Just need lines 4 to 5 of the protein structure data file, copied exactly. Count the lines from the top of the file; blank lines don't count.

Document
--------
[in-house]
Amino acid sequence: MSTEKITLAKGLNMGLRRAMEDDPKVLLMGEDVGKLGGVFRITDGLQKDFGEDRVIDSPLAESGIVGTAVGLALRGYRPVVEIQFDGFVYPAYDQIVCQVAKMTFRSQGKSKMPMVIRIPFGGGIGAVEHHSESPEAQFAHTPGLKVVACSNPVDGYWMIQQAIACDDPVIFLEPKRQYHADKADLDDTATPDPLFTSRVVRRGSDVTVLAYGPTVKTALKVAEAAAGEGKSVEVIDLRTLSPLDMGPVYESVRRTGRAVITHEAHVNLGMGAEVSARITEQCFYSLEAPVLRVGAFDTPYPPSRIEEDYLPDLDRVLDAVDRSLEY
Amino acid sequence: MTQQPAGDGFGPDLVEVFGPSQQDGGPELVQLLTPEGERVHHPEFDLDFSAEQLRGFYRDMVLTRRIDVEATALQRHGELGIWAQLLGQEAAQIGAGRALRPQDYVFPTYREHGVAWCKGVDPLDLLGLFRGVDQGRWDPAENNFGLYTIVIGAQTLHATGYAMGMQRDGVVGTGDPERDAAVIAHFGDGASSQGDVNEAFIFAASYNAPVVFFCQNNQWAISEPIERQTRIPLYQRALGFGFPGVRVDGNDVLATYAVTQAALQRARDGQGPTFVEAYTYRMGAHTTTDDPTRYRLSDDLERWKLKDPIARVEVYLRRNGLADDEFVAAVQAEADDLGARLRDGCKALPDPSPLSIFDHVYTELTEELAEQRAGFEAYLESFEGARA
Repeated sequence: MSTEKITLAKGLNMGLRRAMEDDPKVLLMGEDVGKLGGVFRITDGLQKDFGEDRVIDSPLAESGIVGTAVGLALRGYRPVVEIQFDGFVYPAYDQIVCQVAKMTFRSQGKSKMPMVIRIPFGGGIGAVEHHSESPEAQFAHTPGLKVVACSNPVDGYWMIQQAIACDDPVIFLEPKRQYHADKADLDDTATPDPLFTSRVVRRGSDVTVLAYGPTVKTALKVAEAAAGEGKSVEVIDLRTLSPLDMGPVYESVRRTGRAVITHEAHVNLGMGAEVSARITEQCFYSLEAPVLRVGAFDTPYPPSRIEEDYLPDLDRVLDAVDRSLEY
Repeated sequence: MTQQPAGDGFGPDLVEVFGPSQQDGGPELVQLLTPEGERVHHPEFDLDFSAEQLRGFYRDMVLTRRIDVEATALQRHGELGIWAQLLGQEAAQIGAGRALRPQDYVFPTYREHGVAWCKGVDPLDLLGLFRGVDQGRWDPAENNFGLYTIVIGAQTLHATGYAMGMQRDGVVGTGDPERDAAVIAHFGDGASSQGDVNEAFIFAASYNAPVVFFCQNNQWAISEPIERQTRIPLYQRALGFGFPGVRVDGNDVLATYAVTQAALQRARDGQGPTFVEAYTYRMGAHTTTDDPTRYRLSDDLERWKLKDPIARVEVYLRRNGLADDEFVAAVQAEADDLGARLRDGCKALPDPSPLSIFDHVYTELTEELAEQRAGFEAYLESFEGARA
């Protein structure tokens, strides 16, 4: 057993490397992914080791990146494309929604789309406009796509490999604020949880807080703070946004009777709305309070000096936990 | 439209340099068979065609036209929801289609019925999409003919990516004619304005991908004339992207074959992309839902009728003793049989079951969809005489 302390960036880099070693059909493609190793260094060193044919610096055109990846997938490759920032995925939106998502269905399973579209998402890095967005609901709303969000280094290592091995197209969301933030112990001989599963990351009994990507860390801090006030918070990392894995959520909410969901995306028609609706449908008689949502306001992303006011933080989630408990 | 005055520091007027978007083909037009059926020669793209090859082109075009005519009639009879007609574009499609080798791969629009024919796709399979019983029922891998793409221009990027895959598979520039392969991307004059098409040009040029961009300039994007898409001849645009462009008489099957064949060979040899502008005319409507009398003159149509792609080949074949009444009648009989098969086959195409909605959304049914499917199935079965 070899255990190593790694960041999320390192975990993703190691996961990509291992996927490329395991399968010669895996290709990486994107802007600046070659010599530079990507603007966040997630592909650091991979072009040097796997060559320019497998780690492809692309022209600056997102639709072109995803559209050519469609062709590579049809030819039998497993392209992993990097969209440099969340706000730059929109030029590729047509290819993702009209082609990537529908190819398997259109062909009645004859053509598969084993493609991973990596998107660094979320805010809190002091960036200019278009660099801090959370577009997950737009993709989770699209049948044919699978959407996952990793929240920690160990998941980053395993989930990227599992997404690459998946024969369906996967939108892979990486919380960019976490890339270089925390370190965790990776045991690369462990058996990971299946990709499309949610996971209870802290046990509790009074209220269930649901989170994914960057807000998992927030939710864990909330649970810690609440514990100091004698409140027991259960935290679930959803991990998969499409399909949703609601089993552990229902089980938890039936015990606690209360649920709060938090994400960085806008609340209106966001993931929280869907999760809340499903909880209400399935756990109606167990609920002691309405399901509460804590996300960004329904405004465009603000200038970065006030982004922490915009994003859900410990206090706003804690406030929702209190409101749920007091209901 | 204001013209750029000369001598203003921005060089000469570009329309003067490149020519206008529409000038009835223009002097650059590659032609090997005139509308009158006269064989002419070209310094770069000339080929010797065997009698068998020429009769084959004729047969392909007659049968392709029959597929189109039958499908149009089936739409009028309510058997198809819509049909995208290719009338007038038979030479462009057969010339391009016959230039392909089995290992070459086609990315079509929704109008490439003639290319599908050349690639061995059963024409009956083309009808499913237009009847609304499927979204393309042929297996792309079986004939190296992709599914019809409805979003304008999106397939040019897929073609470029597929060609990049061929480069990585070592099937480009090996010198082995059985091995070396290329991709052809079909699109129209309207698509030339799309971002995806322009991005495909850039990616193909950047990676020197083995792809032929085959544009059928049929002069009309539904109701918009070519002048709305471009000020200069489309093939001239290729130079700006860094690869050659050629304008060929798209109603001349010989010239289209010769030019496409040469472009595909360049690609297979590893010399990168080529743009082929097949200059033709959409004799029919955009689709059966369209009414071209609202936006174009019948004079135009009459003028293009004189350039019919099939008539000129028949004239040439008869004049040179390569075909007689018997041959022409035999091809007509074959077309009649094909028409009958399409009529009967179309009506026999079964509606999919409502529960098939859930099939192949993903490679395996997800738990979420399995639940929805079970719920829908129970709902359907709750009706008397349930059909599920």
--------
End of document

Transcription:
Repeated sequence: MSTEKITLAKGLNMGLRRAMEDDPKVLLMGEDVGKLGGVFRITDGLQKDFGEDRVIDSPLAESGIVGTAVGLALRGYRPVVEIQFDGFVYPAYDQIVCQVAKMTFRSQGKSKMPMVIRIPFGGGIGAVEHHSESPEAQFAHTPGLKVVACSNPVDGYWMIQQAIACDDPVIFLEPKRQYHADKADLDDTATPDPLFTSRVVRRGSDVTVLAYGPTVKTALKVAEAAAGEGKSVEVIDLRTLSPLDMGPVYESVRRTGRAVITHEAHVNLGMGAEVSARITEQCFYSLEAPVLRVGAFDTPYPPSRIEEDYLPDLDRVLDAVDRSLEY
Repeated sequence: MTQQPAGDGFGPDLVEVFGPSQQDGGPELVQLLTPEGERVHHPEFDLDFSAEQLRGFYRDMVLTRRIDVEATALQRHGELGIWAQLLGQEAAQIGAGRALRPQDYVFPTYREHGVAWCKGVDPLDLLGLFRGVDQGRWDPAENNFGLYTIVIGAQTLHATGYAMGMQRDGVVGTGDPERDAAVIAHFGDGASSQGDVNEAFIFAASYNAPVVFFCQNNQWAISEPIERQTRIPLYQRALGFGFPGVRVDGNDVLATYAVTQAALQRARDGQGPTFVEAYTYRMGAHTTTDDPTRYRLSDDLERWKLKDPIARVEVYLRRNGLADDEFVAAVQAEADDLGARLRDGCKALPDPSPLSIFDHVYTELTEELAEQRAGFEAYLESFEGARA